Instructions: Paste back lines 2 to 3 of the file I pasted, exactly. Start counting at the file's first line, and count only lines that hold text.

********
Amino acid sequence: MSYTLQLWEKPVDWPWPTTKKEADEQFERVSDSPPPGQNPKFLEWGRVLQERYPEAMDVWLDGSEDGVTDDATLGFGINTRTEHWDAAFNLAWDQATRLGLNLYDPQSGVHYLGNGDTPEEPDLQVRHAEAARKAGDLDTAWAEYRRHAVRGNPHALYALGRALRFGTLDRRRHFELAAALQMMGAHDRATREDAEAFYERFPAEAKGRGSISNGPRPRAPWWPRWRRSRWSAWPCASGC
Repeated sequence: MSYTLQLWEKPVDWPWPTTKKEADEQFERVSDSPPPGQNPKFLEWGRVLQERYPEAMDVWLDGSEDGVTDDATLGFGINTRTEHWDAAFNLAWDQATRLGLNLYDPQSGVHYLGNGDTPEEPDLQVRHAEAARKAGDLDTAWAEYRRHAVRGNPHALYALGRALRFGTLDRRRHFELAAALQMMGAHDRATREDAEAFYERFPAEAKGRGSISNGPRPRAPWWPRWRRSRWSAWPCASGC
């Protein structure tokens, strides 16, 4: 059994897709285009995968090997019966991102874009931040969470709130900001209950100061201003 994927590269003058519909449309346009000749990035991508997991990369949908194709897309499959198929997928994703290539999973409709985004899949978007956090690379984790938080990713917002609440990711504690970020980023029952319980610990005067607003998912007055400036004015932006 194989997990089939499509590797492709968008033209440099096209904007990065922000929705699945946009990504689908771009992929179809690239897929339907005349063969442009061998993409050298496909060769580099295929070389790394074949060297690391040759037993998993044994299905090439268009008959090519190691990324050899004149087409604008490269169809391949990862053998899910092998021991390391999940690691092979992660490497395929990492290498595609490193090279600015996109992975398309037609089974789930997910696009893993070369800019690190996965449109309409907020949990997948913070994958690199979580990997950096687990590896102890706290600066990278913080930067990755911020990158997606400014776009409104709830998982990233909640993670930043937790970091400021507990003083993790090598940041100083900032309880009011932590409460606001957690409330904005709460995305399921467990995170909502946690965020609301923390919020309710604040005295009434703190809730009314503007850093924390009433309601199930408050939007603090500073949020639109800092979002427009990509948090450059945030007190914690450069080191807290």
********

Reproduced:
Repeated sequence: MSYTLQLWEKPVDWPWPTTKKEADEQFERVSDSPPPGQNPKFLEWGRVLQERYPEAMDVWLDGSEDGVTDDATLGFGINTRTEHWDAAFNLAWDQATRLGLNLYDPQSGVHYLGNGDTPEEPDLQVRHAEAARKAGDLDTAWAEYRRHAVRGNPHALYALGRALRFGTLDRRRHFELAAALQMMGAHDRATREDAEAFYERFPAEAKGRGSISNGPRPRAPWWPRWRRSRWSAWPCASGC
């Protein structure tokens, strides 16, 4: 059994897709285009995968090997019966991102874009931040969470709130900001209950100061201003 994927590269003058519909449309346009000749990035991508997991990369949908194709897309499959198929997928994703290539999973409709985004899949978007956090690379984790938080990713917002609440990711504690970020980023029952319980610990005067607003998912007055400036004015932006 194989997990089939499509590797492709968008033209440099096209904007990065922000929705699945946009990504689908771009992929179809690239897929339907005349063969442009061998993409050298496909060769580099295929070389790394074949060297690391040759037993998993044994299905090439268009008959090519190691990324050899004149087409604008490269169809391949990862053998899910092998021991390391999940690691092979992660490497395929990492290498595609490193090279600015996109992975398309037609089974789930997910696009893993070369800019690190996965449109309409907020949990997948913070994958690199979580990997950096687990590896102890706290600066990278913080930067990755911020990158997606400014776009409104709830998982990233909640993670930043937790970091400021507990003083993790090598940041100083900032309880009011932590409460606001957690409330904005709460995305399921467990995170909502946690965020609301923390919020309710604040005295009434703190809730009314503007850093924390009433309601199930408050939007603090500073949020639109800092979002427009990509948090450059945030007190914690450069080191807290």